Class aims to change the way criminals think, behave

SEATTLE -- "This is the second apology I’ve done in a week,” said a convicted criminal, sitting in a classroom in south Seattle. “You guys are killing me!”

He was having trouble with the lesson that day -- an exercise in how to better respond to anger.

“You’re making it a bigger deal than it is,” said the man sitting next to him -- a felon who found himself in the class after getting caught up in drugs and alcohol.

“I don’t want to make the same mistake again, so I think a lot of it has to do with the thought process and how you deal with everyday life occurrences,” he said.

That man, along with other ex-offenders under the supervision of the State Department of Corrections, are required to take the course. Called “Thinking for a Change,” it teaches offenders to better react to situations they face in their everyday lives.

“What we’re doing now is restructuring their thinking process. When we’re dealing with offenders, one of the issues for them is how to handle their thoughts, their feelings, their attitudes, and beliefs,” said Lonnie Taylor, who used to teach the course for DOC.

“They’ve been built on their feelings so much, now they’re like, 'Hey I can think a little better. I can see a little clearer.'"

The course has helped former criminals rebuild their lives.

Hernandez, who didn’t want to use his first name, was convicted of two counts of residential burglary and one count of possessing a stolen vehicle. He got a chance to avoid prison time in favor of community supervision -- a “second chance” he said helped him turn his life around to raise his daughter.

As part of his sentence, Hernandez was required to take “Thinking for a Change.”

“Most of the guys that were in the class with me had problems with babies' mommas, the mother,” he said.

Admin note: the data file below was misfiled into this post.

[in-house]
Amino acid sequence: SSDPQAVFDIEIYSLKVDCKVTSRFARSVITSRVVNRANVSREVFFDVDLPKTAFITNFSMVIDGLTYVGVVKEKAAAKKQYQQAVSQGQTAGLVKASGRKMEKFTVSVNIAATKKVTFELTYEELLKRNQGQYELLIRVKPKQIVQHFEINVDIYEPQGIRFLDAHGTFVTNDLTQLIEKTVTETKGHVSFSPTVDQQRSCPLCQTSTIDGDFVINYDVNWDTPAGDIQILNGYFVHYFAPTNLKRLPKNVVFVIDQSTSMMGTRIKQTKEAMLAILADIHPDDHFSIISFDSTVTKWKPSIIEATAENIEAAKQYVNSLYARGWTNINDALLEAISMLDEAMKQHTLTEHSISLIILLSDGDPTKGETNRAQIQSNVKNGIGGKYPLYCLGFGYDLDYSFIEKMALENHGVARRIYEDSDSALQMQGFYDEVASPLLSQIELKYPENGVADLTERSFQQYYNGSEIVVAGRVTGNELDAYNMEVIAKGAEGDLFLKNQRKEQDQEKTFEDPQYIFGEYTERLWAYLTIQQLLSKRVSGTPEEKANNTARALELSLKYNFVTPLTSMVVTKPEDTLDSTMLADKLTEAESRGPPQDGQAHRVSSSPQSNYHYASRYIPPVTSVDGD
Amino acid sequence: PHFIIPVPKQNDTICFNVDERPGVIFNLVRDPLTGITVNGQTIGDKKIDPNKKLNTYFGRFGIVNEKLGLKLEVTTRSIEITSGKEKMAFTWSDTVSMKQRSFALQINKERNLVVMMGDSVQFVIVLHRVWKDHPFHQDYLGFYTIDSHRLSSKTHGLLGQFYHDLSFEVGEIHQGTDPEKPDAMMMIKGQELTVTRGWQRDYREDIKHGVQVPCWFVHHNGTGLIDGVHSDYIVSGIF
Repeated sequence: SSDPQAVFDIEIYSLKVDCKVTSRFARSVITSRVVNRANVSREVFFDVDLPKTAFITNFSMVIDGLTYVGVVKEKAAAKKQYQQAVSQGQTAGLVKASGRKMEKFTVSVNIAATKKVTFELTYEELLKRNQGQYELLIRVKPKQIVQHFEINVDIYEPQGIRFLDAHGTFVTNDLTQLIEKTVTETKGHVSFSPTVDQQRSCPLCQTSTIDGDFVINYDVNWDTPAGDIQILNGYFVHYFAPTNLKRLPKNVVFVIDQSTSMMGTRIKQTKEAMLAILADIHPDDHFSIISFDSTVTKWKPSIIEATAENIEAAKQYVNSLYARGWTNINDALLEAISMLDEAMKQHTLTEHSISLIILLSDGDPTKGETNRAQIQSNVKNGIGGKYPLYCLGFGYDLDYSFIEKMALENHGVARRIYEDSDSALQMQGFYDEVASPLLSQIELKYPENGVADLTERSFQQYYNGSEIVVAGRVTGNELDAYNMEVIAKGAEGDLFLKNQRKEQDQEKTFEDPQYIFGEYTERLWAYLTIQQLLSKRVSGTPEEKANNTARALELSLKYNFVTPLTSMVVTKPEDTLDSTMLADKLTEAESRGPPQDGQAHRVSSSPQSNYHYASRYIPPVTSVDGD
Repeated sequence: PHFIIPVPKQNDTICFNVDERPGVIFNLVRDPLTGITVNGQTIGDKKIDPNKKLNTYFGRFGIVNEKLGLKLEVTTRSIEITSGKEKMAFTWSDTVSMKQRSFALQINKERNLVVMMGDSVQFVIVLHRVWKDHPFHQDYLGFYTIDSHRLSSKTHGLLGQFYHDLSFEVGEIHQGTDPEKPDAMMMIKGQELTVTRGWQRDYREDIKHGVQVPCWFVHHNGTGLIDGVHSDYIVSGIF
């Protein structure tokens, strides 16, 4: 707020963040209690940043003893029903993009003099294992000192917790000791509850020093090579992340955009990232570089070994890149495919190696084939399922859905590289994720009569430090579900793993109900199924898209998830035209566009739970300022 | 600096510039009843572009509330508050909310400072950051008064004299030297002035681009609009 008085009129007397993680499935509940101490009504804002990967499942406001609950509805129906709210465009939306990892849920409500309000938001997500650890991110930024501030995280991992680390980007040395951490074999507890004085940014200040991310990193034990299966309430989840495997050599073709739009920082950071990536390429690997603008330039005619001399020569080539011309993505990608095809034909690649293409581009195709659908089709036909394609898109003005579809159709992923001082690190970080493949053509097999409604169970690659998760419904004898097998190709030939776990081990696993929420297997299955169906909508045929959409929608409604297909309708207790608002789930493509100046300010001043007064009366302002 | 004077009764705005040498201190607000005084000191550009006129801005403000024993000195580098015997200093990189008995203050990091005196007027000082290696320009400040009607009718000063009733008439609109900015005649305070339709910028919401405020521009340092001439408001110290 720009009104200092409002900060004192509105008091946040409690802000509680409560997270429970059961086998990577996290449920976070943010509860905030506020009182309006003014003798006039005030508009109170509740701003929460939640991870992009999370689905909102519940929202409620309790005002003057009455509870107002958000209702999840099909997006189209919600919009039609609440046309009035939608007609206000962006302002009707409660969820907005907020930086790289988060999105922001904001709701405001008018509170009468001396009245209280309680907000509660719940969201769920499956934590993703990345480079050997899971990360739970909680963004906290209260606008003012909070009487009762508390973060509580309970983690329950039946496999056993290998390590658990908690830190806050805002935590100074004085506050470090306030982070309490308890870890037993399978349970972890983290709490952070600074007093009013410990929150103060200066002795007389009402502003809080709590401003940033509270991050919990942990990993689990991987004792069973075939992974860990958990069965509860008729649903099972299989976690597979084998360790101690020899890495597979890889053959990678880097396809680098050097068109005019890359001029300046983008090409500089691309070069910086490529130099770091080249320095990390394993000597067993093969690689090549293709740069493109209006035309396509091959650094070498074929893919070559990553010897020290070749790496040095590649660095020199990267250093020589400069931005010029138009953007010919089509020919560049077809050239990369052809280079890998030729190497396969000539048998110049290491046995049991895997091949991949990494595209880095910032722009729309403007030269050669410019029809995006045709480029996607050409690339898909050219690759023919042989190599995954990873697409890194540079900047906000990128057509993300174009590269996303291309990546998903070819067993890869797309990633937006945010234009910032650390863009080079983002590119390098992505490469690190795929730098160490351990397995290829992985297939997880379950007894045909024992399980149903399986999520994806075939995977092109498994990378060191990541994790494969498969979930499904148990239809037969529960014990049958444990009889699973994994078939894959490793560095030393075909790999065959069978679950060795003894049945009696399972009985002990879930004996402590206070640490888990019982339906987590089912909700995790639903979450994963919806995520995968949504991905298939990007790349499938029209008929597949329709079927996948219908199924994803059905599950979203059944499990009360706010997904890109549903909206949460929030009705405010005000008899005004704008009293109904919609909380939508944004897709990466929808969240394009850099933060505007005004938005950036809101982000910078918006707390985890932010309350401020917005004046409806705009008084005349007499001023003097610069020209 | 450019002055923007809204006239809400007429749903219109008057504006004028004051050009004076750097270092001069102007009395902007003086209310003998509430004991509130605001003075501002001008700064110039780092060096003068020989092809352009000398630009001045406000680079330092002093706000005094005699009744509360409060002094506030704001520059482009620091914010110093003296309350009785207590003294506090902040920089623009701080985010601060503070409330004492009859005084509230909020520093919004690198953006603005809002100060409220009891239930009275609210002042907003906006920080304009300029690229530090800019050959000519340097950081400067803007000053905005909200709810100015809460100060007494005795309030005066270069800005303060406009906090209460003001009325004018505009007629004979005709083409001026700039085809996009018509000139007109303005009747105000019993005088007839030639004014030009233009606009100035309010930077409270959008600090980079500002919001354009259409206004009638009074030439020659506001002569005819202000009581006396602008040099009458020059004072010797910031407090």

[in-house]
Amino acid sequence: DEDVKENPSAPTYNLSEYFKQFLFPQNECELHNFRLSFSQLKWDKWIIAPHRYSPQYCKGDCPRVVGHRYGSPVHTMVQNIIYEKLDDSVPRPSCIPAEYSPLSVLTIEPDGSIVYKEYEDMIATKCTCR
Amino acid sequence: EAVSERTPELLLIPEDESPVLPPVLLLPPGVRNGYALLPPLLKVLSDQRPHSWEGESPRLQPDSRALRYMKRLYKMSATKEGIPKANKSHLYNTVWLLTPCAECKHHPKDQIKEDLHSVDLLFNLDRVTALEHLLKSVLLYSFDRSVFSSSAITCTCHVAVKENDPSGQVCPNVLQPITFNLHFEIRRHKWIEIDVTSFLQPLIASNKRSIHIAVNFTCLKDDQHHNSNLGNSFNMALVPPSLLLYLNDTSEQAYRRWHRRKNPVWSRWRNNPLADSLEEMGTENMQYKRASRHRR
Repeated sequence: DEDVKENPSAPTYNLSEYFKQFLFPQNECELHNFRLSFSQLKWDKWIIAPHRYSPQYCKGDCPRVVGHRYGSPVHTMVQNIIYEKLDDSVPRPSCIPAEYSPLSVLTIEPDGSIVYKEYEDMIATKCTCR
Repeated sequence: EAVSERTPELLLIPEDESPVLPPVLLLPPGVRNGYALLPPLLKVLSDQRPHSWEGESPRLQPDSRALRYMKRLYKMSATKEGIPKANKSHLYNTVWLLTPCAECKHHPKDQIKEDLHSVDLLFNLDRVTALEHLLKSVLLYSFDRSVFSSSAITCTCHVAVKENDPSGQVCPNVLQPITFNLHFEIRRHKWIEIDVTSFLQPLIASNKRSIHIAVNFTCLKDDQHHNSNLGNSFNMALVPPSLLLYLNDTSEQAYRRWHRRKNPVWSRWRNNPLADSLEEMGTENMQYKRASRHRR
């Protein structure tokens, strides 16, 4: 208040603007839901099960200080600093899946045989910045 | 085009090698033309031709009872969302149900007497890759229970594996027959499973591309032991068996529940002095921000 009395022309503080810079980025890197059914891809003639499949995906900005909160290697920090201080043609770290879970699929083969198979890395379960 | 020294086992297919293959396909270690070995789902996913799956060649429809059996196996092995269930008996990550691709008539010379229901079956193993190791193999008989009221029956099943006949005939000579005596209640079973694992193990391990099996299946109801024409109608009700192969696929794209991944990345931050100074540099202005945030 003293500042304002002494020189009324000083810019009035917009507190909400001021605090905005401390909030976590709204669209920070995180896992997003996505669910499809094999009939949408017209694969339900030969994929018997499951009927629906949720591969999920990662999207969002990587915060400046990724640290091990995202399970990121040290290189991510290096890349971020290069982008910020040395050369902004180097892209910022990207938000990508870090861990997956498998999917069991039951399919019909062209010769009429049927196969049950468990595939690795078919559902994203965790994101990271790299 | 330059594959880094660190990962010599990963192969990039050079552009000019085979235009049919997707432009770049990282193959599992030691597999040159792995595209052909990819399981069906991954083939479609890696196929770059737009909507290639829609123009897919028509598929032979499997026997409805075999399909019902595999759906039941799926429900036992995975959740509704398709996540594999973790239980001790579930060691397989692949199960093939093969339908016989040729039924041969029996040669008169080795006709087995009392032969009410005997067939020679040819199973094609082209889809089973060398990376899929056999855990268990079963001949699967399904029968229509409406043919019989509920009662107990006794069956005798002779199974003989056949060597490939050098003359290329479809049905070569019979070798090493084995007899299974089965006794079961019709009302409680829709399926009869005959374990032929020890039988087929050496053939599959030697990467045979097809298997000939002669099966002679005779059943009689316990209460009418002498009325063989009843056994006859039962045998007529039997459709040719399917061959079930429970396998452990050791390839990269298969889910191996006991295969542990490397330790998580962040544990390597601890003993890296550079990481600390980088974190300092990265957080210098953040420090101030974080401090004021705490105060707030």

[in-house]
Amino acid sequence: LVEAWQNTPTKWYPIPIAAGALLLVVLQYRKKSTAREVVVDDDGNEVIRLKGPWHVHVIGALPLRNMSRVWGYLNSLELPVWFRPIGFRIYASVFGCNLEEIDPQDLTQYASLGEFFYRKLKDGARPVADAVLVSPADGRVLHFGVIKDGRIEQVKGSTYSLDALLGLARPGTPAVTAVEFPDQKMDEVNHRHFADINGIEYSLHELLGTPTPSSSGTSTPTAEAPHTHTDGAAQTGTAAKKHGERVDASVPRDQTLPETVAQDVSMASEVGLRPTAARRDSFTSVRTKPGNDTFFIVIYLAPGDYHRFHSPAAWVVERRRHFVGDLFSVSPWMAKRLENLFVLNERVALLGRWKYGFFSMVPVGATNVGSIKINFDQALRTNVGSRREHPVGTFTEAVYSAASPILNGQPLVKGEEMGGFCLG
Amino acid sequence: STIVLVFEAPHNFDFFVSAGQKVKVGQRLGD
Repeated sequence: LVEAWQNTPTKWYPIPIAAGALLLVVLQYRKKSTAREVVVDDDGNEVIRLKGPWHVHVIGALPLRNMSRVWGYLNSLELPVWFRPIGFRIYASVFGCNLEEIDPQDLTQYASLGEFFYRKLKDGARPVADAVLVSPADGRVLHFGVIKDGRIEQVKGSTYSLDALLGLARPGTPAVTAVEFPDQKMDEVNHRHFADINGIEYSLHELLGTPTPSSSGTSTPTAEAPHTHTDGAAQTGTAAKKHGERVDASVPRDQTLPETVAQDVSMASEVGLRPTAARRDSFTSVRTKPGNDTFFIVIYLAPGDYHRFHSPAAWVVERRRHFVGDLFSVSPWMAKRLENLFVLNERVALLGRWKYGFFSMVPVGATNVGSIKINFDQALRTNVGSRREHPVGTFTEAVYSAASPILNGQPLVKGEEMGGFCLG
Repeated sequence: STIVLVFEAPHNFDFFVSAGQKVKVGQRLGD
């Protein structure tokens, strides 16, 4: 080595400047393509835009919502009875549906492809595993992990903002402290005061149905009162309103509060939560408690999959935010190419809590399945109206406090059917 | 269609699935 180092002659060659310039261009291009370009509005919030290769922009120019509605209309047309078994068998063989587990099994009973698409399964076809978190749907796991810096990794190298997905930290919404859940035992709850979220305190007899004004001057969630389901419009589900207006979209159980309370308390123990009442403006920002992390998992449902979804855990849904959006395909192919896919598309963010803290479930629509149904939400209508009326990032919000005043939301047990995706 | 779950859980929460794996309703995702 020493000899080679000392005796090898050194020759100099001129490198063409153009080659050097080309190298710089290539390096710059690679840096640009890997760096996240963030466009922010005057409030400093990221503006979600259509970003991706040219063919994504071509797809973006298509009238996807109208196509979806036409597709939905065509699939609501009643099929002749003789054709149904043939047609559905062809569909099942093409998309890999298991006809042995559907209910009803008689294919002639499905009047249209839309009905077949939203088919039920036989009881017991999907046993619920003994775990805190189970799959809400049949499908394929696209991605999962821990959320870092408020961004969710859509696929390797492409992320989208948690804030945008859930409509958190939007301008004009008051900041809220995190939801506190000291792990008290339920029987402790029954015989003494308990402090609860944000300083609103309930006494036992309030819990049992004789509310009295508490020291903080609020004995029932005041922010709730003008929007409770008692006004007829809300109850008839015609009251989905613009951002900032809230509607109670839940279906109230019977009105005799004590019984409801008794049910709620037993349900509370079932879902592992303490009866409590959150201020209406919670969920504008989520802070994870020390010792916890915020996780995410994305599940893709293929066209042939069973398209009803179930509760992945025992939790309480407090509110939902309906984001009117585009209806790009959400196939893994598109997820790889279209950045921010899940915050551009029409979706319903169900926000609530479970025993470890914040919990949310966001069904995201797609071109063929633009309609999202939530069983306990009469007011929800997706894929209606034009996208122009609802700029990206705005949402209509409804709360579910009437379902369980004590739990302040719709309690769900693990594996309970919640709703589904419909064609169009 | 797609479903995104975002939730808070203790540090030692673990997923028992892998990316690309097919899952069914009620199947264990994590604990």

It was a problem he struggled with as well.

“I don’t like showing aggression toward her, so my thing is just walk away.”

But before the class?

“I probably would have been yelling back at forth. She’s going at me and I’m going at her.”

He said the class has helped him avoid behaviors that could put him back on the wrong path. He’s now going to school full-time and hopes to get into computer science.

Nicholas Aliabadi also graduated from the course after being convicted of a felony. He now works at a computer repair shop in Seattle's Sodo district.

“There were some things like basic social skills that I definitely picked up while I was in there,” he said. “Like how to negotiate better with people, and how to not get angry with certain things.”

The class is part of efforts to rehabilitate offenders and reduce rates of recidivism.

“The reason we offer programs, whether it’s education, chemical dependency, or sex offender treatment, is to reduce the likelihood that when they get out they’re going to harm somebody,” DOC Secretary Dan Pacholke told Q13 News in a recent interview. “These very people are going to sit next to our children on a bus, or are going to walk next to them in a shopping mall. So the reason we invest in programs is not so much for the particular offenders, but it’s in order to ensure we have greater success when they leave prison and hopefully become taxpayers and no longer burden the system and on top of that don’t create any new victims. That’s why we invest in them.”